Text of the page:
Seeking My Best Self

trying to make sense of my life – and lose some weight

Writing My Way Out

Any serious writer’s work is nothing more nor less than their own self turned inside out and exposed to all. You can’t hide your unflattering bits, because if you try to avoid those dark little corners, your writing becomes oblate, uninspired, and worst of all, unread. Maybe that’s why so many famous authors take their lives by bottle or by gun. It’s not easy to look that deeply into one’s own soul.

This week, I’m attending a writer’s workshop at my graduate alma mater, Pacific University. This morning, I listened to a lecture given by author Carolyn Coman. She is primarily known as a young adult writer. She theorized that perhaps the reason many writers avoided writing about teen years is because “it conjures up a time that was unbearably painful, and they don’t want to revisit it.”

Of course, the internal places we don’t want to go are EXACTLY where our deepest emotion – and therefore, most fruitful writing – can be found. I thought about my darkest corner. I pictured writing about my late husband’s suicide. I imagined writing a whole novel from his perspective, from the point of view of his pain. No. Even after all these years, I can’t. I mean, I really can’t.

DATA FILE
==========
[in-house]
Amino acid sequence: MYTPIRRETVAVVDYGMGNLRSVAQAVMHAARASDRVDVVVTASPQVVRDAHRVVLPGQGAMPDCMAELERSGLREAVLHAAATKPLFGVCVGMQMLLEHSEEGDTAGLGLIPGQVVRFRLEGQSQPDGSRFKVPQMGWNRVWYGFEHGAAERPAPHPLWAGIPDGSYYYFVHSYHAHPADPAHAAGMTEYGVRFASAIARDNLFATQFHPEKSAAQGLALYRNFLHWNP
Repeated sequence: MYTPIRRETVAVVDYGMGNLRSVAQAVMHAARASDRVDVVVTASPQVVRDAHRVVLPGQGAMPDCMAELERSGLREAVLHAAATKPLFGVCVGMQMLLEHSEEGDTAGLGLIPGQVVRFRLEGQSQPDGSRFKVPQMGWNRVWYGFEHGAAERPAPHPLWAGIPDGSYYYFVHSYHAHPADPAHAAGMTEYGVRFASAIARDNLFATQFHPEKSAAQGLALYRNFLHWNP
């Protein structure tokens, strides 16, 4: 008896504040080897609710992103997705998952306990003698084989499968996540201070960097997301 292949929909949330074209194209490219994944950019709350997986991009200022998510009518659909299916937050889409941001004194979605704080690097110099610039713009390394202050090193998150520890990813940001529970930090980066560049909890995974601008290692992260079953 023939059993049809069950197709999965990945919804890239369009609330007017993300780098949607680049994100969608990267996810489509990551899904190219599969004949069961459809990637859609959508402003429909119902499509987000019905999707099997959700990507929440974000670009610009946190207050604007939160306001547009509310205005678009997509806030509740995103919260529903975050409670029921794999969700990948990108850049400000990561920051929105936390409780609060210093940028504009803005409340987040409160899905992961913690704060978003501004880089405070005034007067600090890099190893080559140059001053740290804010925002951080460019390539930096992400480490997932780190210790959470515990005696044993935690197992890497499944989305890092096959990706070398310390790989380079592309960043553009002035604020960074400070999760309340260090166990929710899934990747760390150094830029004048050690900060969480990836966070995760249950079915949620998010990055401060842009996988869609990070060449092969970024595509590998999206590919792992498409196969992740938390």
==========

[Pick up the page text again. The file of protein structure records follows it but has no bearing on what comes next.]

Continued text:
OK, I thought, from whose perspective COULD I write? I knew the answer immediately: the standpoint of his mother, a woman with Alzheimer’s, who knew that someone had died tragically but never understood who. Her point of view would provide a whisper’s breath of distance from the event itself, give myself and the reader the ability to look at it clearly for a moment or two, and then lapse back into forgetfulness. It might just be possible.

But it takes years to write a novel. Do I want to spend that much time in such a painful place? I called my friend Neil and asked his opinion. He was quiet, then said, “Perhaps the question isn’t whether you want to spend years there. Perhaps the real question is, how many MORE years you want to spend there? You’re never going to leave that place, not for good, until you write your way out.”


Why the hell do I call my friends, anyway? I know they’re just going speak painful truth. You’d think I would learn.

But perhaps this is the choice every writer faces. Drinking. Suicide. Or writing our way out.


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